Finally, do make an effort to always learn more about your content as well as whatever comes after it, probably by at least a few grade levels.
     
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  7. MetalTeacher

    MetalTeacher Companion

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    Jan 20, 2017

    This is especially valuable. They won't always have you (or another teacher) around to ask, but if they know how to find the information they're lacking, they can use that forever.
     
  8. FrankFromFranklin

    FrankFromFranklin Rookie

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    Feb 16, 2017

    I am a first year history teacher teaching ancient world history from the emergence of homo sapiens to about 1500 ad. I was hired as a US history teacher, which is where my student teaching experience and passion is, but due to a veteran teacher wanting to take the US classes I got stuck here. I am very, very unprepared for this subject. I know bits and pieces, but it was never my main focus.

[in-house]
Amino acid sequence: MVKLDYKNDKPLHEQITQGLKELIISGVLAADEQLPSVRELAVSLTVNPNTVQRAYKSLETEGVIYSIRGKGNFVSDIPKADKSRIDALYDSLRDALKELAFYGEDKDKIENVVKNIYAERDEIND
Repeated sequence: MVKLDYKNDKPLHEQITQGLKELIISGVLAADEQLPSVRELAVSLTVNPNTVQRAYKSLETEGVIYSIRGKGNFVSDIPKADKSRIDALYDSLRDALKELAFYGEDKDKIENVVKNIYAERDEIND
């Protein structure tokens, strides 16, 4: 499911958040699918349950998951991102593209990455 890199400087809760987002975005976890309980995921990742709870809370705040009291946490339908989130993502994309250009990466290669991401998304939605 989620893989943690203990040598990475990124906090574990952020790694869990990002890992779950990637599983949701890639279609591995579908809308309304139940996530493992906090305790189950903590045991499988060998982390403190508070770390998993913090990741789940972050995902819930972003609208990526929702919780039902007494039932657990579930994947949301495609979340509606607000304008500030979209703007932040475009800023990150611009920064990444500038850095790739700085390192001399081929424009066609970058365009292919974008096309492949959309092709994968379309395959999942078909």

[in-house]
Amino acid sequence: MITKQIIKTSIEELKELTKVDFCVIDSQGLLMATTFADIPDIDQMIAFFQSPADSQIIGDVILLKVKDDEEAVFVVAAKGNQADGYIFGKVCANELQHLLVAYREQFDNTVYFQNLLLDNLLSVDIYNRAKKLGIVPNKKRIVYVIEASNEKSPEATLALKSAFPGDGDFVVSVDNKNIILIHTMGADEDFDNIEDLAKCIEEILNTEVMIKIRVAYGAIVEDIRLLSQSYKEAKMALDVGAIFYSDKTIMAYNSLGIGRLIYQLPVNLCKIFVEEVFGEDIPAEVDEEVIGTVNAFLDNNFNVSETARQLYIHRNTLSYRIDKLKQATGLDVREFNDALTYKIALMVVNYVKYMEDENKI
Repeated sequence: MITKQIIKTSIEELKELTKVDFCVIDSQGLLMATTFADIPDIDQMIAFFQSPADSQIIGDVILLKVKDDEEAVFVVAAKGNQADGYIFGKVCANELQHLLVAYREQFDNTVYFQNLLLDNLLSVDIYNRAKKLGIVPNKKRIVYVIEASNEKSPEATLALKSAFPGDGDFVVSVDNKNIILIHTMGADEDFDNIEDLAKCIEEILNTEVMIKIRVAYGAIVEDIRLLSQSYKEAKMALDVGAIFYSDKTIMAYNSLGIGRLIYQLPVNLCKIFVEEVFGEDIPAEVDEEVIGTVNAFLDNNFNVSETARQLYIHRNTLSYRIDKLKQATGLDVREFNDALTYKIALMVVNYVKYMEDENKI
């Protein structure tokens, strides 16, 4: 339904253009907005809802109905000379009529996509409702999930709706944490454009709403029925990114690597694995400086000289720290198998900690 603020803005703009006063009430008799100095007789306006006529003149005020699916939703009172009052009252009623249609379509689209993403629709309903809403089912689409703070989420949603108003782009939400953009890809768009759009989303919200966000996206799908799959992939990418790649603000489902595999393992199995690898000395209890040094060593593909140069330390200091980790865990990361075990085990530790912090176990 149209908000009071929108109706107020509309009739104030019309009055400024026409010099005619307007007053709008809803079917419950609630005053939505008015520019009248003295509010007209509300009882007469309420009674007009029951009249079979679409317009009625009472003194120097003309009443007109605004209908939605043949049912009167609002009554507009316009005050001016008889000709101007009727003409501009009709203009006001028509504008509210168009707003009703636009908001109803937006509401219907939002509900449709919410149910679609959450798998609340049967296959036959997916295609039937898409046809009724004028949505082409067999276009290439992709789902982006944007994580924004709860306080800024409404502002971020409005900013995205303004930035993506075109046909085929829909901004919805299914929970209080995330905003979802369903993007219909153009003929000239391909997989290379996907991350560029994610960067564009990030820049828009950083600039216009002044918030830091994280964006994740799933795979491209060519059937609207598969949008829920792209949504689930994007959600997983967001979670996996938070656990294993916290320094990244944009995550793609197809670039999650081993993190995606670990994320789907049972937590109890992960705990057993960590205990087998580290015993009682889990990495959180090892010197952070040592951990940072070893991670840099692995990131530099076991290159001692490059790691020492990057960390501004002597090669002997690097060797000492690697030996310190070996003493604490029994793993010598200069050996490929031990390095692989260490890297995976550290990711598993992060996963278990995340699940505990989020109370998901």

In Virginia we teach to the SOL test. It is awful, but it does give us a strict curriculum so it tells me exactly what to teach. This is beyond helpful being a first year teacher in a relatively unfamiliar subject, but I spend hours and hours reviewing and teaching myself more about this material. My first year would have been a lot less stressful with a US class, but I am enjoying this material more and more every day
     
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  9. vickilyn

    vickilyn Magnifico

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    Feb 16, 2017

    I would love ancient or world history! The time frame you get to cover is vast, and includes everything from health and welfare, the arts and literature, geography, maps, engineering, government, warfare, industry, how changes in the environment were felt on a basic level, superstitions/beliefs, burial practices, and religions of the world. I am a science teacher, and accessing some of these things to bring us up to current practices are some of my favorite lessons. This content excites me enough that I earned my MS certificate in SS, hoping someday I could have a job like yours!